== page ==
WordPress wp_options table autoload micro-optimization

Learn how to optimize WordPress’ wp_options table for faster database results. This probably isn’t a big issue, but today I noticed a slow MySQL query coming from a WordPress database (WordPress wp_options table). This made me investigate and to optimize the WordPress wp_options table “autoload” feature. The autoload feature loads and caches all autoloaded options, if available, or all options. The default option is to autoload, and over time when the wp_options table grows, this degrades performance.

How to identify a slow WordPress query on wp_options #

Even though our MySQL servers are heavily InnoDB optimized, I noticed the following slow query in our slow query log file. It’s related to the WordPress wp_options table:

# Time: 140502 12:17:44
# User@Host: db-name[db-name] @ webserver.example.com []
# Query_time: 3.491801  Lock_time: 0.000049 Rows_sent: 1337  Rows_examined: 33927
SET timestamp=1399025864;
SELECT option_name, option_value FROM wp_options WHERE autoload = 'yes';

So that is almost 3.5 seconds to examine 33927 and send 1337 rows…

The wp_options table description is as follows:

mysql> desc wp_options;
| Field        | Type                | Null | Key | Default | Extra          |
| option_id    | bigint(20) unsigned | NO   | PRI | NULL    | auto_increment |
| option_name  | varchar(64)         | NO   | UNI |         |                |
| option_value | longtext            | NO   |     | NULL    |                |
| autoload     | varchar(20)         | NO   | MUL | yes     |                |
4 rows in set (0.00 sec)

The only values for autoload are ‘yes‘ and ‘no‘, so why a varchar(20) field type? Oh well, that’s a whole other issue…

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Examining the slow autoload query in WordPress #

You can use MySQL’s EXPLAIN to examine queries and their structure. MySQL EXPLAIN is used to obtain a query execution plan (that is, an explanation of how MySQL would execute a query).

While examining the autoload-query, you’ll notice that there is no index present on the autoload column:

mysql> explain SELECT option_name, option_value FROM wp_options WHERE autoload = 'yes';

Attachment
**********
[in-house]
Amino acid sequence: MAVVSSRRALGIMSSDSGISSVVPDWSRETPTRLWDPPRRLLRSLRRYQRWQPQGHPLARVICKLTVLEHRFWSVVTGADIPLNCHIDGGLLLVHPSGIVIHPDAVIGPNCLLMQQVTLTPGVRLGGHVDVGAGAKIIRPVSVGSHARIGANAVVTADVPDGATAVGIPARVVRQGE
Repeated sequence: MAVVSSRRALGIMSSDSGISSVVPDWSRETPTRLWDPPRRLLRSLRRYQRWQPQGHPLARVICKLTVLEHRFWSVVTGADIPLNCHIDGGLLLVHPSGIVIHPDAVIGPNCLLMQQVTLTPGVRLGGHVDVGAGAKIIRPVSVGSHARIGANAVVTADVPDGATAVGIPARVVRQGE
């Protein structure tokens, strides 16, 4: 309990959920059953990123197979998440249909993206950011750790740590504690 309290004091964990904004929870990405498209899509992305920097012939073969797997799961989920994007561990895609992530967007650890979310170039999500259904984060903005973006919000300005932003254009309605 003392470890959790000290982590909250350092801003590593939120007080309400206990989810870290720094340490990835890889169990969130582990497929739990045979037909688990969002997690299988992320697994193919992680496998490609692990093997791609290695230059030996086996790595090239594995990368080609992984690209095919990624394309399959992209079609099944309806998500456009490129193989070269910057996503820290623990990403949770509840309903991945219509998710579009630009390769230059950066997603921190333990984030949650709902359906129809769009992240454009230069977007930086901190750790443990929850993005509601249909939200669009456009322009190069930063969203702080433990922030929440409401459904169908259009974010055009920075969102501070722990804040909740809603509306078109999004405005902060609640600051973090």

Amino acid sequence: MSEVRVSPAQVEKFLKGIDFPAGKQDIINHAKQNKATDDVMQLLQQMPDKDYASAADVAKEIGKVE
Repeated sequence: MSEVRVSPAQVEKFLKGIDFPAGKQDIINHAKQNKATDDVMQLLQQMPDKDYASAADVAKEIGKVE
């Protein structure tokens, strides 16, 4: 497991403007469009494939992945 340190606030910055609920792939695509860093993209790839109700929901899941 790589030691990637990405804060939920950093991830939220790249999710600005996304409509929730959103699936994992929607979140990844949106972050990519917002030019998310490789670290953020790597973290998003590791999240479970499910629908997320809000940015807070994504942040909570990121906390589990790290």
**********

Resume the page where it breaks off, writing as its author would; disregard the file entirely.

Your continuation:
| id | select_type | table      | type | possible_keys | key  | key_len | ref  | rows  | Extra       |
|  1 | SIMPLE      | wp_options | ALL  | NULL          | NULL | NULL    | NULL | 33927 | Using where |
1 row in set (0.00 sec)

Again the 33927 rows.

Optimize wp_options with an autoload index #

You can optimize the WordPress wp_options table simply by adding an index:

mysql> ALTER TABLE `wp_options` ADD INDEX (`autoload`);
Query OK, 33927 rows affected (0.70 sec)
Records: 33927  Duplicates: 0  Warnings: 0

and we examine the same query again:

mysql> explain SELECT option_name, option_value FROM wp_options WHERE autoload = 'yes';
| id | select_type | table      | type | possible_keys | key      | key_len | ref   | rows | Extra       |
|  1 | SIMPLE      | wp_options | ref  | autoload      | autoload | 62      | const | 1508 | Using where |
1 row in set (0.00 sec)

Now there are only 1508 rows left!

It’s important to optimize MySQL with indices, and how to improve InnoDB performance in MySQL.

On Make WordPress Core Trac, multiple tickets exist requesting this index to be added in WordPress Core:

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Jan Reilink

My name is Jan. I am not a hacker, coder, developer, programmer or guru. I am merely a system administrator, doing my daily thing at Vevida in the Netherlands. With over 15 years of experience, my specialties include Windows Server, IIS, Linux (CentOS, Debian), security, PHP, websites & optimization.

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4 Comments on "WordPress wp_options table autoload micro-optimization"

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This helped me pinpoint and resolve a major issue we were having with slow queries on wp_options. Much Appreciated!


I got this query repeating itself in mysql-slow.log and I cannot figure out what it is (cannot find much on it on the web either):
UPDATE `wp_options` SET `option_value` = ‘150’ WHERE `option_name` = ‘thumbnail_size_w’;
# Query_time: 10.893515 Lock_time: 0.000031 Rows_sent: 0 Rows_examined: 1

It keeps repeating itself obscuring anything else and slowing down the mysql server.

Any ideas on how to fix this?



You are a gift to the world. Solved many deadlocks for me. Thank you, thank you!